The Increased Difficulty of Concentration is perhaps a more mainstream effort than Havel’s earlier, more biting satires. It shares with his Zahradní slavnost (pr., pb. 1963; The Garden Party, 1969) and his Vyrozumní (pr. 1965, pb. 1966; The Memorandum, 1967) a satirical reflection of a society made almost unbearable by its “scientific” modern age. The encroachment of scientific methods upon human behavior in order to achieve efficiency and understanding is mocked in all of his plays as social and political inhumanity. In The Increased Difficulty of Concentration, however, the result is not so much persecution as absurd chaos. The tone is somewhat lighter; the bureaucracy-imposed technology is less of a problem than it is in the two earlier works.
The Memorandum, which takes place in a translation center in which an official new language is installed, focuses on the resulting havoc in the operation of the institute. The madness of bureaucracy and the intrusions of officialdom are satirized so brilliantly in The Memorandum that many took the play to be a microcosm of communist-run Czechoslovakia. It achieved worldwide popularity, though it caused Havel some political difficulty at home.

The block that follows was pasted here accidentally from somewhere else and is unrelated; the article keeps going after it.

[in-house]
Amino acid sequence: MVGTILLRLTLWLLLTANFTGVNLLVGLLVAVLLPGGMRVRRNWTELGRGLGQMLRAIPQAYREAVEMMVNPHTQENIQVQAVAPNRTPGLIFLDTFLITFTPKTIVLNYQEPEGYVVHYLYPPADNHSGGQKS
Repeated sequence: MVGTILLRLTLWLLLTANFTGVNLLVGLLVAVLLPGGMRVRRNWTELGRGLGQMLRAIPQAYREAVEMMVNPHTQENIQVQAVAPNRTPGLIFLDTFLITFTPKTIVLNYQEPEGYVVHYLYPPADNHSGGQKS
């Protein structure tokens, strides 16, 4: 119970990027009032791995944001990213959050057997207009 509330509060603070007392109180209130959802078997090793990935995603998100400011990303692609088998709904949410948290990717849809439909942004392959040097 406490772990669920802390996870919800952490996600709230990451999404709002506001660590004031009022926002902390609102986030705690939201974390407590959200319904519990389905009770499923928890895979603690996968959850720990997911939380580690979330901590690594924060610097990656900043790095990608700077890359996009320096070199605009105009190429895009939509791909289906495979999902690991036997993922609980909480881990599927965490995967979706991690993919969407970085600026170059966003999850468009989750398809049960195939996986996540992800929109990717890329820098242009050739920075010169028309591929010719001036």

The Increased Difficulty of Concentration does suggest that the same disorders result from pseudoscientific attempts at management of one’s fellow citizen. It reflects the Theater of the Absurd’s central notions of the basic inability to communicate, the absurdity of humans’ belief in and desire for individuality, and the jargon and gobbledygook that pass for contemporary language. It is more personal in its comic reflections on human selfishness and the inability to relate honestly to one another. As such, it seems more humane and less of a philosophical dead end than the absurdist drama, and less clearly on the attack than Havel’s earlier plays.
Havel was clearly the best-known and most respected Czech playwright of the period from 1965 to 1990. During the 1980’s, he was jailed for leading antigovernment protests in Czechoslovakia and became an international cause célèbre. In 1989 he became president of Czechoslovakia and retained his office when the Czech Republic split from Slovakia in 1993.